Dream Experiment: Non-Guided Verbal Test

So, right off the bat I’ll tell you that I’m no dream expert. I’ve read a bit about the subject, so I’m familiar with some of the basic concepts. However, I am unaware of the names of researchers and most terminology. All this means is that if you cite someone or refer to an established concept, a brief explanation for the uninitiated would be nice.

What I’m doing here are basic experiments, decidedly non-scientific in nature, to provide anecdotal evidence of different experiences I have while falling asleep.

So, on April 20, 2010, at around 11:00pm, I fell asleep while listening to A Bit of a Chat with Ken Plume and Caissie St. Onge.

I picked this for a reason. I once fell asleep while listening to a single person telling a story with a cohesive narrative, and found myself following the story when I entered the dreamstate. I wanted to see what would happen if I was listening to two people having a conversation that was not grounded in any one topic.

The results were interesting to me, and not what I expected.

At first, I found it impossible to drift off. The rapid switching between Ken and Caissie’s voices would almost startle me awake. After some time passed (I’m unsure how long), I found myself comfortably resting while still listening. Then, finally, the voices ceased.

I had the sensation of still being awake, but didn’t hear Ken and Caissie speaking any more. As soon as I would notice that, however, I would “actually” wake up, and I would hear them again. I would find myself in the middle of their conversation, with no bearing on it whatsoever. In fact, I found it confusing trying to make sense of what they were saying at first, almost as though I was listening to a foreign language. Then, eventually, I would be fully awake, and be able to follow what they were saying.

This continued until around 12:30am, at which point I stopped and just went to bed. At no time did I experience the sensation of incorporating their words into my dreams.

An interesting side effect of this is that I remembered my dreams much more vividly this morning than I have in a long time. I was able to make another observation, I can find definite links between my dreams last night and the activities of the day before.

1) While at Madison Market yesterday, I saw a cranberry buffalo bar, made “The Native American Way,” and I remember that it made me wonder if this marketing affected some people deeply. Was there was some guy out there who wasn’t a Native American, eating one of these saying to himself, “I understand them now, I really do,” and meaning it?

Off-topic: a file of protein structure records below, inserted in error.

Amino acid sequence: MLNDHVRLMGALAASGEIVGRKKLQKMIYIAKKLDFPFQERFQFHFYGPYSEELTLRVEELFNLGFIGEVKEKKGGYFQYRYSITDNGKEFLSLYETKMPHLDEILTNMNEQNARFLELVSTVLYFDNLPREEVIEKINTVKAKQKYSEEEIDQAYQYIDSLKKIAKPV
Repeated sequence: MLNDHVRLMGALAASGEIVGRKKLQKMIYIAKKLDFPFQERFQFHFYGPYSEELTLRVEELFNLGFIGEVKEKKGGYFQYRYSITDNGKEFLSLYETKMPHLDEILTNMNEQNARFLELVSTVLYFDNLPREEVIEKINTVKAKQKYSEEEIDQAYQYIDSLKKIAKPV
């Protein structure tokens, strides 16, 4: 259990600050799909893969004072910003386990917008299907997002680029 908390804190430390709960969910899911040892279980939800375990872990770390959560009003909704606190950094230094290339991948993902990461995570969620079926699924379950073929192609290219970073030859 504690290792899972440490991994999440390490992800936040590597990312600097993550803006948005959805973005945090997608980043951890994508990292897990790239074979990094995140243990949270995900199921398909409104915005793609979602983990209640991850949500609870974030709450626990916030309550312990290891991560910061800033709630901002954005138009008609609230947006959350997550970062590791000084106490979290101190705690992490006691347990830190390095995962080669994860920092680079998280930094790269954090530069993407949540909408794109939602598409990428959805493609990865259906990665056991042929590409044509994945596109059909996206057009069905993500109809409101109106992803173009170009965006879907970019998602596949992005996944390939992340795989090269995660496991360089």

Last night I had a dream that I was visiting my nephew Jeb, and that he had tons of trophies from a national college “Native American” sporting event. The participants were in feathered headdresses, leather clothes, and performed feats like throwing axes and walking on tightropes. It was a weird, borderline offensive activity, but there were tons of pictures of my nephew with tribal leaders. This goes back to my thoughts about the bar, which were that it was probably a Native American owned and operated company, so who am I to criticize some imaginary dude for feeling a connection to Native Americans after eating one?

2) I had band practice with Ben yesterday. While I was leaving I tried out a joke on his roommate and it didn’t work. I desperately tried to find another joke that DID work, even though we were running late. Eventually, I did.

Also, someone on Facebook asked if anyone knew where to get poutine in Seattle. I had it once at The Steelhead Diner and liked it, but couldn’t think of the name, “The Steelhead Diner,” and substituted “The Blue Bistro” instead. Later, I realized my mistake and amended my recommendation.

I had a dream last night that I was at The Steelhead Diner with a band I wanted to work with. We were getting along, but there was one guy who didn’t think I was funny at all. I kept trying to impress him, but eventually he left. The rest of the band apologized.

I should also point out that there were several opportunities to realize I was dreaming that didn’t take:

1) I was staying in a hotel with some college kids. I left to go to a comic books store, and suddenly realized that *I never put on my shoes.* This seemed reasonable at the time, and I didn’t wake up.

2) I was giving someone an old Dungeons and Dragons Fiend Folio from the 80s as a present, and in the back was *the same book in CD-Rom format.*

I’ve noticed that both not wearing shoes and odd books figure largely into my dreams. I’m going to start looking at these things as clues.